TRAVIS AIR FORCE BASE, Calif. – When getting in trouble as a child, how many of you heard, “This is going to hurt me more than it’s going to hurt you?” I’d like to take this old adage and relate it to how leaders need resilience, too.
For supervisors at every level, it is easy to live vicariously through our subordinates. Let me give a brief example. Within the last year, my superintendent and I had to deal with a disciplinary situation within the unit. How did we both react to the challenge?
Beyond our initial disappointment, both of us found ourselves being extremely down concerning the member’s action and subsequent punishment. We were “in a funk.” Our body language was horrible, prompting others to ask us if everything was okay. We asked ourselves, “What could we have done differently and where did we fail?”
The truth is good people sometimes make poor decisions. How could we have responded to the crisis better? First of all, we shouldn’t have worn our emotions on our sleeves. If, as leaders, we allow ourselves to be visibly “in a mood,” others in our organization pick up on that and are also affected.
Retired Gen. Colin Powell put it well when he said, “Optimism is a force multiplier,” and “Leadership is all about people. It is not about organizations. It is not about plans. It is not about strategies. It is all about people—motivating people to get the job done. You have to be people-centered.” We should not have only taught resilience to our organization, we should have embodied it ourselves.
How could we have responded better? Winston Churchill said, “Success is not final, failure is not fatal; it is the courage to continue that counts.” Though the two of us always tell a member to pick himself or herself up, dust themselves off and get back in the fight, we hadn’t practiced what we preached. We should have been out motivating our other 120 personnel.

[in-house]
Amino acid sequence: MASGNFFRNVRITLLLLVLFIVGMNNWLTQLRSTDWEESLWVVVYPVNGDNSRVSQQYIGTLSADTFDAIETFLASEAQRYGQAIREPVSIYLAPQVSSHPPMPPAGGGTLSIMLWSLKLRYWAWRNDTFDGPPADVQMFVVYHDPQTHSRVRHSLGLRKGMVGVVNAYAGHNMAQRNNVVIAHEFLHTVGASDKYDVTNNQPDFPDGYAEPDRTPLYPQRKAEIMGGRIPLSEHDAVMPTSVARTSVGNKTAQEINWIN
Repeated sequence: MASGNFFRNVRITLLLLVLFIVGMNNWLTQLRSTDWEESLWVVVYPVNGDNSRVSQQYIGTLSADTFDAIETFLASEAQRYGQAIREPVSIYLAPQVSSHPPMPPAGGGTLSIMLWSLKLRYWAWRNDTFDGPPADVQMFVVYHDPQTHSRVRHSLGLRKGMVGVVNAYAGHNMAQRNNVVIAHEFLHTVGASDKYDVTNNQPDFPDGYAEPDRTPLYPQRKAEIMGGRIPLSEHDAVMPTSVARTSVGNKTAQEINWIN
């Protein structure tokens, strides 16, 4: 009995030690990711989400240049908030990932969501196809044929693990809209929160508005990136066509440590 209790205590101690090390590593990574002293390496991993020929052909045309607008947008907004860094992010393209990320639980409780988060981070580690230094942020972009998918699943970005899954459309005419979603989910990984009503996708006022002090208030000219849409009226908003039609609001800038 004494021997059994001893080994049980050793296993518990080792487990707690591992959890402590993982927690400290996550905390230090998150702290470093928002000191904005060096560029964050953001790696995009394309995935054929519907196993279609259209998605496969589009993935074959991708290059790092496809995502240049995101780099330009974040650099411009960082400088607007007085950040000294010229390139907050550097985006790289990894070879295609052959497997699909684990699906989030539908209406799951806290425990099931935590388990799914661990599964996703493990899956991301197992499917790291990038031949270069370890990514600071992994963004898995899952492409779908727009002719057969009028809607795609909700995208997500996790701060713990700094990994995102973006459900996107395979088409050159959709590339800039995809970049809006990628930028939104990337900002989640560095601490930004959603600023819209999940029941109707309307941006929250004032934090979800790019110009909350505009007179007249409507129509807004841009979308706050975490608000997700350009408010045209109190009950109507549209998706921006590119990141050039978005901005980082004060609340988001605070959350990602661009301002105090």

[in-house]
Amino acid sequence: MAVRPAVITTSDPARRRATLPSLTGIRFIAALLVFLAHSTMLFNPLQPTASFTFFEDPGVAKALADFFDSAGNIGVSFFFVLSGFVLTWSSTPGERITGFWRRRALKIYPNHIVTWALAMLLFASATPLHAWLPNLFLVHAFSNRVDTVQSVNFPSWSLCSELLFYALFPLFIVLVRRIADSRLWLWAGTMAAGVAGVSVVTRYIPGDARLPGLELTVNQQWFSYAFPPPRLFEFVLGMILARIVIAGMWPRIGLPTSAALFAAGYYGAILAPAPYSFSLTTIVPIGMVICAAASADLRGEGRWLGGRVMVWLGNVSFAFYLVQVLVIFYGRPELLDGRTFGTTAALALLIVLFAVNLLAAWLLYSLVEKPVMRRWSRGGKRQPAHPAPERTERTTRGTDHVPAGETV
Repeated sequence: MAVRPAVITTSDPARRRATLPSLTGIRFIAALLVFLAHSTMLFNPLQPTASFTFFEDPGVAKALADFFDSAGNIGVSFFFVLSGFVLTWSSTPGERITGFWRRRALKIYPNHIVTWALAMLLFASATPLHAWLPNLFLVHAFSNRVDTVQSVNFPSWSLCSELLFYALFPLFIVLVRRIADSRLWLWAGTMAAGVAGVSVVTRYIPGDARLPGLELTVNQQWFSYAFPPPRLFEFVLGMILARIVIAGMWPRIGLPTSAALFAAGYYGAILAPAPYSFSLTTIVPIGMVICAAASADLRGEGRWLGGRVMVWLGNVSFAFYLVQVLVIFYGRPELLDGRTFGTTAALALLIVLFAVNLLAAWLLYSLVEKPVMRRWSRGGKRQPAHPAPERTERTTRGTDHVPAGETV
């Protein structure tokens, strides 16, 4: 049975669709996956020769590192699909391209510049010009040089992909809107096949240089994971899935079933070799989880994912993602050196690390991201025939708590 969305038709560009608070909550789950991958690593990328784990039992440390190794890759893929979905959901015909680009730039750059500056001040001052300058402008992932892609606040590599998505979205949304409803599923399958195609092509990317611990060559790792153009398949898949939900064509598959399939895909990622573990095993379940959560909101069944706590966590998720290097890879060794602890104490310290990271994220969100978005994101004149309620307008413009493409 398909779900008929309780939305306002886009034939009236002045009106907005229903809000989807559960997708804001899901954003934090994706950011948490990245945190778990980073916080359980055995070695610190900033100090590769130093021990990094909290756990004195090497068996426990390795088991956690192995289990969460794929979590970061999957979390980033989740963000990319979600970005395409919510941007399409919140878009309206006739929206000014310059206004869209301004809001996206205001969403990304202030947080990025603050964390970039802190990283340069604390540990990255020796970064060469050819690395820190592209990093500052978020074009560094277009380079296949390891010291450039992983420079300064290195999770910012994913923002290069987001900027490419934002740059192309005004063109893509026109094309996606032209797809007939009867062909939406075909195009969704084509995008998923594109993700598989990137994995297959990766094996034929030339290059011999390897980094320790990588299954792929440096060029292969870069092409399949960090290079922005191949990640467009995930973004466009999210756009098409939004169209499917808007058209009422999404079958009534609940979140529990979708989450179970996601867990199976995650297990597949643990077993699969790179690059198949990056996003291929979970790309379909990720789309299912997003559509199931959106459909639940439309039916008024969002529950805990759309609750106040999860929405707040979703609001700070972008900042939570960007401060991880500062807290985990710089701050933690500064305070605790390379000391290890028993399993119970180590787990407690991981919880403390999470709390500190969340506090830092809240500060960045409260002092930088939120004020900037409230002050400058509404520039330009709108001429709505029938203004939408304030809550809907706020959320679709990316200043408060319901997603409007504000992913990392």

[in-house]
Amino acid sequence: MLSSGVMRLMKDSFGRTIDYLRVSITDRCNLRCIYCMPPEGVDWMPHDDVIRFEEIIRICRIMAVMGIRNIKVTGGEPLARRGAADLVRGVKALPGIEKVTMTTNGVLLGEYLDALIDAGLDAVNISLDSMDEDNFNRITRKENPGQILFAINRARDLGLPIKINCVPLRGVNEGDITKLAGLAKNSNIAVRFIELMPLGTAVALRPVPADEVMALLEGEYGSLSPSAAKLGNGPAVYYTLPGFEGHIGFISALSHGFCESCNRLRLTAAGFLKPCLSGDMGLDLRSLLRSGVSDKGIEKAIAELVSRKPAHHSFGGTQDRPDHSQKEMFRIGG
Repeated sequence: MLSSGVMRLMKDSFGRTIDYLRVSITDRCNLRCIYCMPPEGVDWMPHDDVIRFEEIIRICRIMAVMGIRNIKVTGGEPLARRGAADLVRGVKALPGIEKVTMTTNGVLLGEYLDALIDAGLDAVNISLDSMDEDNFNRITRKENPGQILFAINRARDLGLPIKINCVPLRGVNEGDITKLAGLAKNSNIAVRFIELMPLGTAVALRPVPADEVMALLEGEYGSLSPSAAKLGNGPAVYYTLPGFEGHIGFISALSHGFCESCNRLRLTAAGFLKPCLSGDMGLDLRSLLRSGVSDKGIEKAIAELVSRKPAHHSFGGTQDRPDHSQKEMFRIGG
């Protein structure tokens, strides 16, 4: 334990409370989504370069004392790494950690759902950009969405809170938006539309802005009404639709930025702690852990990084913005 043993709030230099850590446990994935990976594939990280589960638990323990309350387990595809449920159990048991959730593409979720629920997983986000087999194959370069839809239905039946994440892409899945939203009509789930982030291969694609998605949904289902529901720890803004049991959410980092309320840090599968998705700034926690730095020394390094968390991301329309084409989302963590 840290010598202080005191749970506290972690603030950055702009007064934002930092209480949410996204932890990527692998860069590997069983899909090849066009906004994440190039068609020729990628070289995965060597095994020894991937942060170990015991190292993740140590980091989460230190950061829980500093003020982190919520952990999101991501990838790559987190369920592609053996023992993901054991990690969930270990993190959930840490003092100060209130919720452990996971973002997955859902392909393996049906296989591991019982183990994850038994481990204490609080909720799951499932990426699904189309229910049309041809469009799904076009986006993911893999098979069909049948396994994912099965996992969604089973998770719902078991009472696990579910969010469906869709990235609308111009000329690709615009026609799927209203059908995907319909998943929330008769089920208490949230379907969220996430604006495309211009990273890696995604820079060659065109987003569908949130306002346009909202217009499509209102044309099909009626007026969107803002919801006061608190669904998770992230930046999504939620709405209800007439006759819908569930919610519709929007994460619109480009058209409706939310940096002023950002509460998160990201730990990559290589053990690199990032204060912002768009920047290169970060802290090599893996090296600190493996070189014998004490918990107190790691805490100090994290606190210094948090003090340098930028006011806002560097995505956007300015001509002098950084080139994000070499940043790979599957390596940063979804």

All of us have made mistakes in the past. As a matter of fact, if you haven’t done something stupid, you haven’t lived. A sign on my office wall states, “The biggest mistake you could ever make is being afraid to make one.”
There are so many great quotes and adages concerning resiliency. To not study and learn from them is to repeat the mistakes of so many brilliant people. Nelson Mandela said, “Do not judge me by my success, judge me by how many times I fell down and got back up again.”
Abraham Lincoln said, “I am not concerned that you have fallen; I am concerned that you arise.”
So, does meting out punishment hurt us as leaders and supervisors more than our subordinates? Perhaps occasionally, but usually not. When it does, hopefully we can emulate the British during the Battle of Britain and “keep a stiff upper lip.”
Even better, we can dole out the punishment while maintaining the dignity, honor and respect that every member deserves, pick the member and ourselves up and go on to motivate all our people to get the job done.